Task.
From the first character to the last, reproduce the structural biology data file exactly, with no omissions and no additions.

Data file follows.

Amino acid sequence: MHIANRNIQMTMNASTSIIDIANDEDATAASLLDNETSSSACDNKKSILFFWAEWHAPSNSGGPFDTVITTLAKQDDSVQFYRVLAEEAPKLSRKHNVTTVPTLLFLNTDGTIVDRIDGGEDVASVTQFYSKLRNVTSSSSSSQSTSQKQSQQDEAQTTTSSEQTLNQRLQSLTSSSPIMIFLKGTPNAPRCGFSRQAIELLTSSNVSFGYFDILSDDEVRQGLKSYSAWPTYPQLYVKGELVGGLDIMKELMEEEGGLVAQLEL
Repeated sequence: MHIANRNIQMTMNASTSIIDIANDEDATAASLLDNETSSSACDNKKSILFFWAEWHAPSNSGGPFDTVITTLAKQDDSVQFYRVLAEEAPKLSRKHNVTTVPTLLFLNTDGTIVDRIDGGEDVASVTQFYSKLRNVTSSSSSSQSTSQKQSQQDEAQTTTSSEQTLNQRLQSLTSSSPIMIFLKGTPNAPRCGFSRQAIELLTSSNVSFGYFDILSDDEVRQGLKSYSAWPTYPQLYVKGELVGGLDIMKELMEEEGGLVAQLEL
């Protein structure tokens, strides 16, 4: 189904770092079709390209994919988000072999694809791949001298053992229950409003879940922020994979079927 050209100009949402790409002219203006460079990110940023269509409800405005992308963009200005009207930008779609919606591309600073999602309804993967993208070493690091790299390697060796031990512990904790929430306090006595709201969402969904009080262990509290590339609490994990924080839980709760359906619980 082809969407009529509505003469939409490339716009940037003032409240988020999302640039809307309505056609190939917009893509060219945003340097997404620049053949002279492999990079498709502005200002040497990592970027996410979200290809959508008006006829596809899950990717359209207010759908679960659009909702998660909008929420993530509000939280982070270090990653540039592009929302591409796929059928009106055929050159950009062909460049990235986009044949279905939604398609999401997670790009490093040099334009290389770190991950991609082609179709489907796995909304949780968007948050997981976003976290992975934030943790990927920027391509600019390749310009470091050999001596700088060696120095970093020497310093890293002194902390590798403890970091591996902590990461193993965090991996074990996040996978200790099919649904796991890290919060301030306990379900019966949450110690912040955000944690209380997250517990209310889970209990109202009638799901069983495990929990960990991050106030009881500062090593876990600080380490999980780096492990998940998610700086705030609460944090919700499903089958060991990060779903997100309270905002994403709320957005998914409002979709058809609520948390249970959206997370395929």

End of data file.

Amino acid sequence: MHIANRNIQMTMNASTSIIDIANDEDATAASLLDNETSSSACDNKKSILFFWAEWHAPSNSGGPFDTVITTLAKQDDSVQFYRVLAEEAPKLSRKHNVTTVPTLLFLNTDGTIVDRIDGGEDVASVTQFYSKLRNVTSSSSSSQSTSQKQSQQDEAQTTTSSEQTLNQRLQSLTSSSPIMIFLKGTPNAPRCGFSRQAIELLTSSNVSFGYFDILSDDEVRQGLKSYSAWPTYPQLYVKGELVGGLDIMKELMEEEGGLVAQLEL
Repeated sequence: MHIANRNIQMTMNASTSIIDIANDEDATAASLLDNETSSSACDNKKSILFFWAEWHAPSNSGGPFDTVITTLAKQDDSVQFYRVLAEEAPKLSRKHNVTTVPTLLFLNTDGTIVDRIDGGEDVASVTQFYSKLRNVTSSSSSSQSTSQKQSQQDEAQTTTSSEQTLNQRLQSLTSSSPIMIFLKGTPNAPRCGFSRQAIELLTSSNVSFGYFDILSDDEVRQGLKSYSAWPTYPQLYVKGELVGGLDIMKELMEEEGGLVAQLEL
């Protein structure tokens, strides 16, 4: 189904770092079709390209994919988000072999694809791949001298053992229950409003879940922020994979079927 050209100009949402790409002219203006460079990110940023269509409800405005992308963009200005009207930008779609919606591309600073999602309804993967993208070493690091790299390697060796031990512990904790929430306090006595709201969402969904009080262990509290590339609490994990924080839980709760359906619980 082809969407009529509505003469939409490339716009940037003032409240988020999302640039809307309505056609190939917009893509060219945003340097997404620049053949002279492999990079498709502005200002040497990592970027996410979200290809959508008006006829596809899950990717359209207010759908679960659009909702998660909008929420993530509000939280982070270090990653540039592009929302591409796929059928009106055929050159950009062909460049990235986009044949279905939604398609999401997670790009490093040099334009290389770190991950991609082609179709489907796995909304949780968007948050997981976003976290992975934030943790990927920027391509600019390749310009470091050999001596700088060696120095970093020497310093890293002194902390590798403890970091591996902590990461193993965090991996074990996040996978200790099919649904796991890290919060301030306990379900019966949450110690912040955000944690209380997250517990209310889970209990109202009638799901069983495990929990960990991050106030009881500062090593876990600080380490999980780096492990998940998610700086705030609460944090919700499903089958060991990060779903997100309270905002994403709320957005998914409002979709058809609520948390249970959206997370395929």